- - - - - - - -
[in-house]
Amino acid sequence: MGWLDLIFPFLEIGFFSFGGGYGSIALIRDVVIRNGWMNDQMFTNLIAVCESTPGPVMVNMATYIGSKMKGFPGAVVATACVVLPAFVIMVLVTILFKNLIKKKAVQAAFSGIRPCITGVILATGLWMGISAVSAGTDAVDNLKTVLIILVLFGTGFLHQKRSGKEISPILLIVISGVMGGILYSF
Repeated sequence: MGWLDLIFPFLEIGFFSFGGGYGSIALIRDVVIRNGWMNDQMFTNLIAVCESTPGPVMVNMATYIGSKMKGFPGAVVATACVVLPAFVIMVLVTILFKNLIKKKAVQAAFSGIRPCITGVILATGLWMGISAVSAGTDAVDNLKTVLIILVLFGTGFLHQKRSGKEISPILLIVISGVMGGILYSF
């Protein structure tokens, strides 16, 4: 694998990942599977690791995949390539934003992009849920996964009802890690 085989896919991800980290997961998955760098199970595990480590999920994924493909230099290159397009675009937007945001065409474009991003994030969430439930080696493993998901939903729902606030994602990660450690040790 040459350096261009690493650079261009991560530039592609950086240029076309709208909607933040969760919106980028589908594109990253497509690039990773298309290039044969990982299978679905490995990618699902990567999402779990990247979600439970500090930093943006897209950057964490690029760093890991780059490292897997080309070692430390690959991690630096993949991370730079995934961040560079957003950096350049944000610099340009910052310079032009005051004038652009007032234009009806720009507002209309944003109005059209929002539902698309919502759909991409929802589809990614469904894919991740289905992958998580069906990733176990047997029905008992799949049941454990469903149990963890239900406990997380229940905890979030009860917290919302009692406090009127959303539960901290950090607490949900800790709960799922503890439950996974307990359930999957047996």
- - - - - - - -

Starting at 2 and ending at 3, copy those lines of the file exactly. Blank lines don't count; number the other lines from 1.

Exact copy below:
Amino acid sequence: MGWLDLIFPFLEIGFFSFGGGYGSIALIRDVVIRNGWMNDQMFTNLIAVCESTPGPVMVNMATYIGSKMKGFPGAVVATACVVLPAFVIMVLVTILFKNLIKKKAVQAAFSGIRPCITGVILATGLWMGISAVSAGTDAVDNLKTVLIILVLFGTGFLHQKRSGKEISPILLIVISGVMGGILYSF
Repeated sequence: MGWLDLIFPFLEIGFFSFGGGYGSIALIRDVVIRNGWMNDQMFTNLIAVCESTPGPVMVNMATYIGSKMKGFPGAVVATACVVLPAFVIMVLVTILFKNLIKKKAVQAAFSGIRPCITGVILATGLWMGISAVSAGTDAVDNLKTVLIILVLFGTGFLHQKRSGKEISPILLIVISGVMGGILYSF